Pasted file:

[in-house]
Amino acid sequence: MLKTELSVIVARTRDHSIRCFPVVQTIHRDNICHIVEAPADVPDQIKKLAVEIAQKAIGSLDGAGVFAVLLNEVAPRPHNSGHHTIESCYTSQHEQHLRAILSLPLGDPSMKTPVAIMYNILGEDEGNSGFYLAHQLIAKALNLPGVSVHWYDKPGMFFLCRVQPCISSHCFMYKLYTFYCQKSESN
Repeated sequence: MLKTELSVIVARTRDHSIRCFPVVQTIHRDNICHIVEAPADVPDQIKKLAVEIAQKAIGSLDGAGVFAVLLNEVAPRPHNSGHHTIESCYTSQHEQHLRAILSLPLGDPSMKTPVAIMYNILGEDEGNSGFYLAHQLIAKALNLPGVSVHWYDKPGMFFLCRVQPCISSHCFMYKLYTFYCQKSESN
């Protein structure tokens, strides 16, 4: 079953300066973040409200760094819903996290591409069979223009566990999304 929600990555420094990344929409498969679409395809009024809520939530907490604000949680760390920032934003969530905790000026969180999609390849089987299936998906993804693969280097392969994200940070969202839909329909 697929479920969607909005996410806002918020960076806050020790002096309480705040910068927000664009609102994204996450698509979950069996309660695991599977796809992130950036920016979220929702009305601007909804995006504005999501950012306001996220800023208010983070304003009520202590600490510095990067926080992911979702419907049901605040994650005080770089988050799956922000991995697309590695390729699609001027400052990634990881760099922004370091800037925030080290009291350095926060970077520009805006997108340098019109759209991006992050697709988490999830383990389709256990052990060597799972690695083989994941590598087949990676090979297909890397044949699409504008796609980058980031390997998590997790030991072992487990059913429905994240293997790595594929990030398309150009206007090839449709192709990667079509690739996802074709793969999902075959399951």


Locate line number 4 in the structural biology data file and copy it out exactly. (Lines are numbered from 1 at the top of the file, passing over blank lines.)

């Protein structure tokens, strides 16, 4: 079953300066973040409200760094819903996290591409069979223009566990999304 929600990555420094990344929409498969679409395809009024809520939530907490604000949680760390920032934003969530905790000026969180999609390849089987299936998906993804693969280097392969994200940070969202839909329909 697929479920969607909005996410806002918020960076806050020790002096309480705040910068927000664009609102994204996450698509979950069996309660695991599977796809992130950036920016979220929702009305601007909804995006504005999501950012306001996220800023208010983070304003009520202590600490510095990067926080992911979702419907049901605040994650005080770089988050799956922000991995697309590695390729699609001027400052990634990881760099922004370091800037925030080290009291350095926060970077520009805006997108340098019109759209991006992050697709988490999830383990389709256990052990060597799972690695083989994941590598087949990676090979297909890397044949699409504008796609980058980031390997998590997790030991072992487990059913429905994240293997790595594929990030398309150009206007090839449709192709990667079509690739996802074709793969999902075959399951």